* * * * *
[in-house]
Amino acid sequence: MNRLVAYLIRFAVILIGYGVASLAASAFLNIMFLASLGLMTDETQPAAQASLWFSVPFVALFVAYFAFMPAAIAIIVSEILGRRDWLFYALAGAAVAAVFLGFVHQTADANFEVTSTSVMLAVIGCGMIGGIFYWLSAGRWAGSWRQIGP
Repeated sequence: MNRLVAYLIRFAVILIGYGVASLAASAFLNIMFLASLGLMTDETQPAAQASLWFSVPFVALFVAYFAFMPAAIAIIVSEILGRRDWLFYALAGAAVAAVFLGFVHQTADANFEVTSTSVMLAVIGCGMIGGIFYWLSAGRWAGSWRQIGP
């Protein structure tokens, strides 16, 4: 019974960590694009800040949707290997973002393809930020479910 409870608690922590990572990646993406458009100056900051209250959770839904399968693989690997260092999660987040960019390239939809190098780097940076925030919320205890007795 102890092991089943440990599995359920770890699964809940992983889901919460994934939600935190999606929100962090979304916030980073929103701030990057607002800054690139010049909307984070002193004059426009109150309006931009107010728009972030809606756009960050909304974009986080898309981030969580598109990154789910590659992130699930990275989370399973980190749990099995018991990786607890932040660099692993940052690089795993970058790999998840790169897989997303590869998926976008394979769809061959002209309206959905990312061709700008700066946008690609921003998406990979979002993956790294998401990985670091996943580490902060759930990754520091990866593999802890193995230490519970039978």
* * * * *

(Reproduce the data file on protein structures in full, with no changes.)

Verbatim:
[in-house]
Amino acid sequence: MNRLVAYLIRFAVILIGYGVASLAASAFLNIMFLASLGLMTDETQPAAQASLWFSVPFVALFVAYFAFMPAAIAIIVSEILGRRDWLFYALAGAAVAAVFLGFVHQTADANFEVTSTSVMLAVIGCGMIGGIFYWLSAGRWAGSWRQIGP
Repeated sequence: MNRLVAYLIRFAVILIGYGVASLAASAFLNIMFLASLGLMTDETQPAAQASLWFSVPFVALFVAYFAFMPAAIAIIVSEILGRRDWLFYALAGAAVAAVFLGFVHQTADANFEVTSTSVMLAVIGCGMIGGIFYWLSAGRWAGSWRQIGP
């Protein structure tokens, strides 16, 4: 019974960590694009800040949707290997973002393809930020479910 409870608690922590990572990646993406458009100056900051209250959770839904399968693989690997260092999660987040960019390239939809190098780097940076925030919320205890007795 102890092991089943440990599995359920770890699964809940992983889901919460994934939600935190999606929100962090979304916030980073929103701030990057607002800054690139010049909307984070002193004059426009109150309006931009107010728009972030809606756009960050909304974009986080898309981030969580598109990154789910590659992130699930990275989370399973980190749990099995018991990786607890932040660099692993940052690089795993970058790999998840790169897989997303590869998926976008394979769809061959002209309206959905990312061709700008700066946008690609921003998406990979979002993956790294998401990985670091996943580490902060759930990754520091990866593999802890193995230490519970039978």